The Weather During The Iowa Caucus Could Be Game-Changing
The Iowa caucuses will be very white this year, and I'm not just talking about the voter demographics. A significant winter storm is set to hit the state on Monday night, just as Iowans are headed out to cast the first votes of the 2016 election, and if there's snow during the Iowa caucuses, that could potentially affect voter turnout. While the chances of the weather actually tipping the scales in favor of one candidate or another are slim, they're not entirely non-existent.
Caucusing in Iowa officially begins at 7:00 p.m. on Feb. 1, and snow will begin falling in western Iowa that same evening. But the bulk of the snow won't hit until early in the morning on Tuesday, according to the meteorologists at AccuWeather, and so the storm isn't likely to snow in would-be voters to the extent that they can't attend the caucuses.
What's more likely is that Iowans will have to brave the snow on the way back from the caucuses. Of course, because many people keep track of the weather forecasts and plan accordingly (I'm not one of those people, but I hear they exist), it's possible that the prospect of having to drive back home through the snow will dissuade some people from heading out to the caucuses to begin with.
Let's suppose, for the sake of argument, that some undetermined number of people stay home on caucus night on account of the snow. How might that affect the outcome of the caucuses? That touches on a broader and somewhat contentious question in electoral politics: Does bad weather suppress voter turnout? There's a general belief in the United States that yes, it does, but the data is far from conclusive, because it's an extremely difficult thing to measure. Every election is its own beast, with unique candidates, unique issues facing the local electorate, a unique political climate on the national level, and of course, unique weather.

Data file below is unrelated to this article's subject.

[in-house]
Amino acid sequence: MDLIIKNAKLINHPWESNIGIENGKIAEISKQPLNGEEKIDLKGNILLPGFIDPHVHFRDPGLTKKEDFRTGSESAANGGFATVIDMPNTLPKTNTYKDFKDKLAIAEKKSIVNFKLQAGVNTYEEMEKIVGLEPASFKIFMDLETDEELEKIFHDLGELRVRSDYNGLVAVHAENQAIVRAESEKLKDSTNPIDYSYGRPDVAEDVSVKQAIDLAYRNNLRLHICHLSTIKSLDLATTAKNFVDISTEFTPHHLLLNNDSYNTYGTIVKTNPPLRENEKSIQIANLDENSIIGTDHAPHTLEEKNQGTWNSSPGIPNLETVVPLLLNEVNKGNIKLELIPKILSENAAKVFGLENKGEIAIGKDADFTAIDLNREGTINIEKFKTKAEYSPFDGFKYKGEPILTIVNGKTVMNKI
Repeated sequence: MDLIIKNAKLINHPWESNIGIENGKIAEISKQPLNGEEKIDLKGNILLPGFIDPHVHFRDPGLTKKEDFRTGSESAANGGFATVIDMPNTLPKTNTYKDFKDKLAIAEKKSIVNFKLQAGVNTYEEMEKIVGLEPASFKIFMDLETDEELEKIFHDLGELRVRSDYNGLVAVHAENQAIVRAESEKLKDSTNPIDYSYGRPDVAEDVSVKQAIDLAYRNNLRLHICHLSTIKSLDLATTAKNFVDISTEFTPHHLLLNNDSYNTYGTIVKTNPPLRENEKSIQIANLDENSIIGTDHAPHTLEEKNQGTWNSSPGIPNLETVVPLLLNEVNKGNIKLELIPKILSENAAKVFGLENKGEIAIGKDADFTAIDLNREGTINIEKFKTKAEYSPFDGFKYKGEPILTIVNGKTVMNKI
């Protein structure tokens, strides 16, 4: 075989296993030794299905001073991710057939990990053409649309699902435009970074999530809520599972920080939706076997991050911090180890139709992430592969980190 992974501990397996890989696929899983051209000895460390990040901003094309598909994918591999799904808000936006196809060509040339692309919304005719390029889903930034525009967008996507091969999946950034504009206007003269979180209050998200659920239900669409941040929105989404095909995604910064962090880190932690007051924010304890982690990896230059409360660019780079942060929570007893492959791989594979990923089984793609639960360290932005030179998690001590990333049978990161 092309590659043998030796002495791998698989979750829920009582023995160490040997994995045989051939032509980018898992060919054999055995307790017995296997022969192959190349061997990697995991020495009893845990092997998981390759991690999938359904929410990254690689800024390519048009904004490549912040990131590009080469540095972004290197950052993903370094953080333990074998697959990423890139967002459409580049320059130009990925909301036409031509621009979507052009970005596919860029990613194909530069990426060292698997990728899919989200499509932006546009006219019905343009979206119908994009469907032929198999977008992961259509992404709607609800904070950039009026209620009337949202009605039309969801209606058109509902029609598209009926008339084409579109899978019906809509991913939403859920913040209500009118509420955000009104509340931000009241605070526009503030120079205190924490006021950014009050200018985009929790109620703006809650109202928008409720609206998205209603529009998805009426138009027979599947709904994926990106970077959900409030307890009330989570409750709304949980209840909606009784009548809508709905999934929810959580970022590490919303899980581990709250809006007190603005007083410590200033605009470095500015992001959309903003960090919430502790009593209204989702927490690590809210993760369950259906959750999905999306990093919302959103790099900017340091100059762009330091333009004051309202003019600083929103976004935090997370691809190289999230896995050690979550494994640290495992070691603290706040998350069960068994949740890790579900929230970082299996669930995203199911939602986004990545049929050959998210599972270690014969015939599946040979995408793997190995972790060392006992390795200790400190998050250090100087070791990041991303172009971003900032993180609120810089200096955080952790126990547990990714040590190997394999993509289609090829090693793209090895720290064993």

That said, it's worth noting that two of the candidates in the race — Donald Trump and Bernie Sanders — are expecting to rely on heavily on first-time voters in their efforts to win Iowa. Motivating somebody to get out to the polls for the first time in their life is a heavy lift, and while it's impossible to know how first-time Iowa voters will react to the prospect of snow on caucus night, it's safe to say that the Trump and Sanders campaigns would like their supporters to face as few obstacles as possible when they head out to caucus.
In all likelihood, the snow will be little more than an inconvenience. But if Trump and Sanders ever considered investing in buses to transport their Iowa supporters to the caucuses, now would be the time to make that happen.